Report: State Destination Medical Center spending has topped Rochester and Olmsted County contributions

Annual report to Minnesota Legislature shows nearly a third of anticipated $585 million in public funding has been secured for DMC infrastructure and support.

Mayo Clinic Anna-Maria and Stephen Kellen Building Topping Off
A signed beam is hoisted to the top of the Mayo Clinic Anna-Maria and Stephen Kellen Building construction site during a "topping off" ceremony Oct. 17, 2022, in downtown Rochester. Private development related to Destination Medical Center has fueled the release of a reported $97.6 million in state funds for related public infrastructure since 2016.
Joe Ahlquist / Post Bulletin file photo

ROCHESTER — State funding for the Destination Medical Center initiative have topped local public contributions for the first time.

According to a planned report to the Minnesota Legislature, Rochester has received nearly $97.6 million in state infrastructure aid connected to the DMC effort since annual payment started in 2016.

When combined with $79 million in city funds and $16.5 million in Olmsted County contributions since the DMC initiative launched, the public funding is nearly a third of the anticipated $585 million in anticipated public spending.

The Rochester City Council approved a report to the Minnesota Legislature on Monday that outlines the funds spent and highlights ongoing efforts, including construction of Discovery Walk and plans to facilitate future development along the Zumbro River. The state’s DMC Corp. board will also be asked to approve the required annual report on Thursday.

The report states $193.1 million of the potential $585 million in combined state, city and county funding has been spent or allocated within the first seven years of the 20-year effort.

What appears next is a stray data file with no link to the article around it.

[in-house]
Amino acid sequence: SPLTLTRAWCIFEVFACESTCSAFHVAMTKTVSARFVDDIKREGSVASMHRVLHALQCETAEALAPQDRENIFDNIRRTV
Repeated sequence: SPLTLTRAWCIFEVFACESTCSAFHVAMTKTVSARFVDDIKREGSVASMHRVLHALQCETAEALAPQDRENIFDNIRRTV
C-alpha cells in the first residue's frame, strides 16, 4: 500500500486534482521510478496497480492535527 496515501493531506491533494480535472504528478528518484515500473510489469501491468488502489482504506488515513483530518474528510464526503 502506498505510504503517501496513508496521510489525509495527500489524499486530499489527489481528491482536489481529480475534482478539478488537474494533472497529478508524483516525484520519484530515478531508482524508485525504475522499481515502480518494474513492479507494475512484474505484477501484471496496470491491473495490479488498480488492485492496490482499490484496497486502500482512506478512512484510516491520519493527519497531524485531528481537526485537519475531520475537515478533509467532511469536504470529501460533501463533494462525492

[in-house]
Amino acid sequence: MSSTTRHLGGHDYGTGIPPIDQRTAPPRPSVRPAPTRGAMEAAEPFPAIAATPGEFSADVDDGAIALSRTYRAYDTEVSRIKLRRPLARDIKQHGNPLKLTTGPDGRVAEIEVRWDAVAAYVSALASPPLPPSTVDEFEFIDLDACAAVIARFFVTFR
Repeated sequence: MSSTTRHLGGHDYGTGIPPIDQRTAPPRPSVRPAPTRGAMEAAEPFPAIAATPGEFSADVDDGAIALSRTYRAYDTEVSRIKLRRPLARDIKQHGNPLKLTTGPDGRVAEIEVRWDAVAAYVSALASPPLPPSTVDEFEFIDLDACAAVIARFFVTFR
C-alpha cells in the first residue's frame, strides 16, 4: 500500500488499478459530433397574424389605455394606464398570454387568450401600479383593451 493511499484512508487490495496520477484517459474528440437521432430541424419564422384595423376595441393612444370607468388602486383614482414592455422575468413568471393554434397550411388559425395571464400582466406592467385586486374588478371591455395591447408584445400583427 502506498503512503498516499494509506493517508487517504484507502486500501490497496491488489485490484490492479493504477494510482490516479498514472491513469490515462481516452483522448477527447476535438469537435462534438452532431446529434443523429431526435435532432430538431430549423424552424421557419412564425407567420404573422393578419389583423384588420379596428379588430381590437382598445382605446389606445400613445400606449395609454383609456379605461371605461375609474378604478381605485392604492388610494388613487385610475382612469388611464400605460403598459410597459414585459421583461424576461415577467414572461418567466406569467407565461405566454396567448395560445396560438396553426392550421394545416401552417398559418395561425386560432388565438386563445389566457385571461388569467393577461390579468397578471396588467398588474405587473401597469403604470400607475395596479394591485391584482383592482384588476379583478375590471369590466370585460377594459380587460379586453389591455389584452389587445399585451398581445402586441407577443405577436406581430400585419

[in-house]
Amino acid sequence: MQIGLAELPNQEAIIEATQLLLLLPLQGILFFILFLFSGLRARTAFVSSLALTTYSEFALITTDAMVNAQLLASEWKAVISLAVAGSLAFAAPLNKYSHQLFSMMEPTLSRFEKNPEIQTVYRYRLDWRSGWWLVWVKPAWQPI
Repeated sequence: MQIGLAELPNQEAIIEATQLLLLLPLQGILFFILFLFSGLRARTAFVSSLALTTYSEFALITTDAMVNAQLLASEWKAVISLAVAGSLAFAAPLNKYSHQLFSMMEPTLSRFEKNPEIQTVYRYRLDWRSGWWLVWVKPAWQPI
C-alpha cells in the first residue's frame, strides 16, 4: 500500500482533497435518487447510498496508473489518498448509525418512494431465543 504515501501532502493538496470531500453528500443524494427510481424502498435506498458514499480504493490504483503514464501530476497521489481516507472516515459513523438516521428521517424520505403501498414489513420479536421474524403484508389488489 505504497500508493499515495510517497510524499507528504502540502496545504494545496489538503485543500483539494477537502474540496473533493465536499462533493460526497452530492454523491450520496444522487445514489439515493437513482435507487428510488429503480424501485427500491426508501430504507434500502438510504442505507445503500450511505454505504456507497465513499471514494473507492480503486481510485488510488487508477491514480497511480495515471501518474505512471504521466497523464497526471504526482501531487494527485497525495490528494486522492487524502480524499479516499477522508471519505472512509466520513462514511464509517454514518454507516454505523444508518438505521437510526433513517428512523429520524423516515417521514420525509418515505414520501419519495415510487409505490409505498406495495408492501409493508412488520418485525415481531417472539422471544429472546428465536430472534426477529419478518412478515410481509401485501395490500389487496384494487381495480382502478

So far, the city is closest to meeting its anticipated DMC contribution — $128 million — defined in the 2013 state legislation that created the initiative.

The legislation also calls for spending up to $411 million in state funding and $46 million in transit-related funding from Olmsted County.

City and county funds are being generated through a pair of 0.25% sales taxes, and the amount of state funds released each year is based on the continued level of private investment by Mayo Clinic and developers building in the DMC district.

The state’s Department of Employment and Economic Development has certified $1.26 billion in private DMC investment through 2021, and the 2022 investment totals are expected to be submitted by April 1 this year in a report that typically includes a second look at public spending with a more complete audit.

In addition to considering the annual report to Minnesota lawmakers on Thursday, the DMC Corp. board will participate in a joint meeting with the City Council, Olmsted County commissioners and members of the DMC Economic Development Agency board. The joint session will follow the DMCC board’s regular meeting at 9:30 a.m. Thursday in Mayo Civic Center.

Randy Petersen joined the Post Bulletin in 2014 and became the local government reporter in 2017. An Elkton native, he's worked for a variety of Midwest papers as reporter, photographer and editor since graduating from Winona State University in 1996. Readers can reach Randy at 507-285-7709 or
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